The typical oral temperature measurement is slightly cooler, at 36.8° +/- 0.4°C (98.2° +/- 0.7°F), which means the oral temperature results of 33°C (92°F) meant my sensor was still off by about 3.8°C (6.2°F), . Seeing as average body temperature varies by about a degree, I would say that this method would be sufficient for achieving around +/- 1°C (1.8°F) calibration in a pinch.

All in all, I can definitively say that this sensor is reading 1 – 2°C (1.8 – 3.6°F) low through the range of 0 – 100°C. While I did not calibrate the sensor yet (that will be in part two of this post, which will come eventually) I ended up learning a whole lot about taking measurements, comparing expected vs actual values, looking for variables that could modify my results unexpectedly and setting up tests.


Allfoodbusiness: How To Calibrate Thermometers (This is an excellent guide for thermometer calibration that I will be using in my next post.)

Physics Fact Book: Temperature of a Healthy Human

Wiki: Shielded Cable

Understanding Cable Shielding (.PDF)


NHD-0216PZ – LDC Display

July 18, 2012 Leave a comment

I have been quite apprehensive towards working with LCDs. They take up nearly half of the digital pins available on my Arduino Uno and require quite a bit of work to set up and get going, or at least so I thought. Nevertheless, I did need some way to get feedback from the Arduino, and I couldn’t rely on the IDE serial monitor forever.

This is why I have purchased the New Haven NHD-0216PZ-FL-YBW-PC LCD display (link to datasheet .pdf).


The NHD-0216PZ-FL-YBW-PC is a character liquid crystal display module operating on a 5V supply. It is manufactured by Newhaven Display, features 2 rows of 16 characters each, is transflective and also has controllable yellow/green LED backlighting. One thing to note about this particular model is that the backlight pins 15 and 16 are reversed, and there is a 20 Ohm resistor already connected to the backlight.


The first order of business was to solder on some sort of connectors so that I can run jumper wires to the Arduino. I’ve seen many people attach pin headers to the bottom of the LCD so that they can connect the LCD directly into a breadboard, but I preferred to use single row 3M Boardmount Sockets. Ideally, I would have liked to have a 16-pin version of these stackable headers (and now that I think about it I could have just gotten two of them and attached them side by side) so that I could use them both on a breadboard and with jumper wires directly to them.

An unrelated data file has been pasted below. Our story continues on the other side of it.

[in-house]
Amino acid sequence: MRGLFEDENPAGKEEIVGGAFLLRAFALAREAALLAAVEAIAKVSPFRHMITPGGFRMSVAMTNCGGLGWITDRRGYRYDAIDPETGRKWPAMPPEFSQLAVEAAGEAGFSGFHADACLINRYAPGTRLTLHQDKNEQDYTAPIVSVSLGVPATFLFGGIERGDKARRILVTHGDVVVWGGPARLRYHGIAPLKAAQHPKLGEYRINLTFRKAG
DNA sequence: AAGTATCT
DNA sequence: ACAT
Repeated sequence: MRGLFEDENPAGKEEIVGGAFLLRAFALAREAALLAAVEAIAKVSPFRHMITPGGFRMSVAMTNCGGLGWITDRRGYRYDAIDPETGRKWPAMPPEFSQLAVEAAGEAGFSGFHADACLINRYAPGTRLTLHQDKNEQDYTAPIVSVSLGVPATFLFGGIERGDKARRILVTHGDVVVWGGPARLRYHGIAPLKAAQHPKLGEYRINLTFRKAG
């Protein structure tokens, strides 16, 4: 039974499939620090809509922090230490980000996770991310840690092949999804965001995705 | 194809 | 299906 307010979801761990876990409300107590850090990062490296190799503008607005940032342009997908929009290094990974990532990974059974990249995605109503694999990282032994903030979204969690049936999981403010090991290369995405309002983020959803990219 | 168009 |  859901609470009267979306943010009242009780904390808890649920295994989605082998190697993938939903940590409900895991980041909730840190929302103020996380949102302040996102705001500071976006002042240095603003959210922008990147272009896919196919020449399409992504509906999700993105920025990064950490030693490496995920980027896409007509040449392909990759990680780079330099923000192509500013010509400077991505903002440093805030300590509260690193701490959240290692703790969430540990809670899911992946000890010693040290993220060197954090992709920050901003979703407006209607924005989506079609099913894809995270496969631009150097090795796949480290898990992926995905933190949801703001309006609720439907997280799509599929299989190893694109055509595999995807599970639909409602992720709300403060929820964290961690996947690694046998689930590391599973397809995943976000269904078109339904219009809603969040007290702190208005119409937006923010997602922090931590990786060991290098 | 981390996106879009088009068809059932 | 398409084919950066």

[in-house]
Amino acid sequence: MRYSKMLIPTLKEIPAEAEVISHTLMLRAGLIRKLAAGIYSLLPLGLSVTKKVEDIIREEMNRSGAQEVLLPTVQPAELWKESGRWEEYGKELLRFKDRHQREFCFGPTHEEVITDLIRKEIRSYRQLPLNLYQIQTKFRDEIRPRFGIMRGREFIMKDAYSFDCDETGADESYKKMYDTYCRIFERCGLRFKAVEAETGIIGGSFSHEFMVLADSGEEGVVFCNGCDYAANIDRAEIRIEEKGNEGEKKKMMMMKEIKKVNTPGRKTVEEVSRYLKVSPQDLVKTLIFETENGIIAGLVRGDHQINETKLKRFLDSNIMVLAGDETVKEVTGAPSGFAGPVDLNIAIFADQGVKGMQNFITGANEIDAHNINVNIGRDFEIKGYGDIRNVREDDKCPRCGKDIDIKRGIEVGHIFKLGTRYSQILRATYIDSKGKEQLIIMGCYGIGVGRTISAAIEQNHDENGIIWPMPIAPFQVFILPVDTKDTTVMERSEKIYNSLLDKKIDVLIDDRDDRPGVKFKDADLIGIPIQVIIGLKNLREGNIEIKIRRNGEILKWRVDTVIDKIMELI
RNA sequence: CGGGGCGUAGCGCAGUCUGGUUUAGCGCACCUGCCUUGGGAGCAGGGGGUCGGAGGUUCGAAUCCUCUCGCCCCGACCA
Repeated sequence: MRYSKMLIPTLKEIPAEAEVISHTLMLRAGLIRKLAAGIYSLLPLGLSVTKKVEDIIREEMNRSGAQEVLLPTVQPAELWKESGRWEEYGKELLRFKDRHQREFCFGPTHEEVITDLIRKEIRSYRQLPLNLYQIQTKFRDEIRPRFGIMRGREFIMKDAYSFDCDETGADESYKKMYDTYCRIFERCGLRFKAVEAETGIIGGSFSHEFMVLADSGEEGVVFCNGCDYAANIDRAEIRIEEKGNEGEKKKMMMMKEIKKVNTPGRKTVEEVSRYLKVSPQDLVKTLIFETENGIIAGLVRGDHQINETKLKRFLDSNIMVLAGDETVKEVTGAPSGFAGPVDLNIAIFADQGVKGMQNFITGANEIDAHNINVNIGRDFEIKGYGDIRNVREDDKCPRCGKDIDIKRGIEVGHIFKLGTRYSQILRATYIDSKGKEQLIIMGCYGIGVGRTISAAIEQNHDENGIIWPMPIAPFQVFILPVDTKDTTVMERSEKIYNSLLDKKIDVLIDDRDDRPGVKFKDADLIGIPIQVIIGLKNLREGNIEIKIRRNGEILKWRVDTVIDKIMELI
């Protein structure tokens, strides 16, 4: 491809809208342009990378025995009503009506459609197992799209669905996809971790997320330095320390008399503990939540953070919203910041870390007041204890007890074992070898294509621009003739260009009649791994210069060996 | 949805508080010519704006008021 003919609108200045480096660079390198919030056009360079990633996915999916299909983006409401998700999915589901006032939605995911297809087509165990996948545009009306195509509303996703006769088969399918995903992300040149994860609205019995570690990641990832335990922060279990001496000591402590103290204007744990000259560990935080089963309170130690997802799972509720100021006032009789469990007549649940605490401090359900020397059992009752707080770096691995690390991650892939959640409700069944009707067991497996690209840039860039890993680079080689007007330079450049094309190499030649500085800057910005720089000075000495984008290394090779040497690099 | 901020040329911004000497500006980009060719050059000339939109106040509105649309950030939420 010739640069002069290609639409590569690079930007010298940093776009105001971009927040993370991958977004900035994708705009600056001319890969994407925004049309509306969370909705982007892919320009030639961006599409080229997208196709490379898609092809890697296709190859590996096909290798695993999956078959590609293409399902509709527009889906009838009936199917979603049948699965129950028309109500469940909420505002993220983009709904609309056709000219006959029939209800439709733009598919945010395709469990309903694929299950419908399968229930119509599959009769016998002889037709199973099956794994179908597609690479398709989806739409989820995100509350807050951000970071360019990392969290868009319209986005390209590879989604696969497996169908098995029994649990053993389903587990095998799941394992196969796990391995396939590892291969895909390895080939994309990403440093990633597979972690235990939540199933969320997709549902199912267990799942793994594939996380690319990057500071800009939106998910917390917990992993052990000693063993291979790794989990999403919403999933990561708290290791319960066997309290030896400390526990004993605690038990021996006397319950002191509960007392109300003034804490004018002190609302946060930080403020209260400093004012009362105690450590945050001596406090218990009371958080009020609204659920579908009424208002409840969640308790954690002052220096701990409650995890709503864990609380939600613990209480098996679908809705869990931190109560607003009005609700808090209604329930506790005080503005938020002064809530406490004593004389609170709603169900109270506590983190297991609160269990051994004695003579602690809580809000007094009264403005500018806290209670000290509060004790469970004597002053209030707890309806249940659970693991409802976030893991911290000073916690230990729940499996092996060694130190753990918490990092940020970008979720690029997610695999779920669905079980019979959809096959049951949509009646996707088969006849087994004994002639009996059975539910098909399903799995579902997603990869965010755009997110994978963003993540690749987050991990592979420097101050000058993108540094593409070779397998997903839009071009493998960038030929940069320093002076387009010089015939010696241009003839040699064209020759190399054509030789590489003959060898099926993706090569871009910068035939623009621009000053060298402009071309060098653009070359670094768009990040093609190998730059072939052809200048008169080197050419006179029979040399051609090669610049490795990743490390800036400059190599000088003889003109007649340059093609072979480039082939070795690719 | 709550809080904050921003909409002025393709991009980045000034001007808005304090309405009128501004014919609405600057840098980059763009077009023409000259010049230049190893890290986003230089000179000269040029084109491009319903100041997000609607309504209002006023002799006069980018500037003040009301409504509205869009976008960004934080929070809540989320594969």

Note: Make SURE that you know which type of connector you want to use before you start soldering. I found this out the hard way as I neglected to consider the fact you needed a potentiometer and several connections to +5V and ground, it is much more difficult to have a standalone LCD as opposed to having a small breadboard devoted to an LCD. Boardmount sockets are ENORMOUSLY difficult to de-solder, and I nearly destroyed a trace on the PCB of the LCD trying to force it. I ended up having to break apart the socket into smaller sections so that I could de-solder the pins individually.

So, now that we have the LCD fully prepared  for use we can begin hooking it up to the Arduino. We will do that using the datasheet schematic and the pin wiring diagram below:

First thing well do is get the backlight working. Easy enough, connect ground to pin 15 and +5V to pin 16 (Note: my LCD has the+5V and GND pins reversed, and an onboard resistor. Most LCDs will be different, so check your datasheet!).

Next, we have to add a potentiometer so that we can adjust the contrast of the LCD. Connect one side of the pot to +5V and the other to GND. The middle pin of the pot should go to pin 3 of the LCD. We also want to connect power to the LCD itself which we do by connecting GND to pin 1 and +5V to pin 2. You should now be able to adjust the contrast by turning the pot.

The final part of wiring up the LCD is connecting the data lines.

Looking back at the data sheet pin diagram we can see that there are many pins that can connect to the MicroProcessor Unit, in this case, our Arduino. Fortunately, we will only be using six pins on our Arduino. Here is how everything connects:

  • RS Pin [4] – Used to let the LCD know if its being told to receive data or receive a command. – Connects to Pin 7 on the Arduino.
  • R/W Pin [5] – Read/Write select signal. – Wont be using this so connect to GND.
  • EN Pin [6] – Used to enable writing to the registers of the LCD. – Connects to Pin 8 on the Arduino.
  • DB4 Pin [11] – Data – Connect to Arduino Pin 9
  • DB5 Pin [12] – Data – Connect to Arduino Pin 10
  • DB6 Pin [13] – Data – Connect to Arduino Pin 11
  • DB7 Pin [14] – Data – Connect to Arduino Pin 12

Here’s how everything should now be wired up.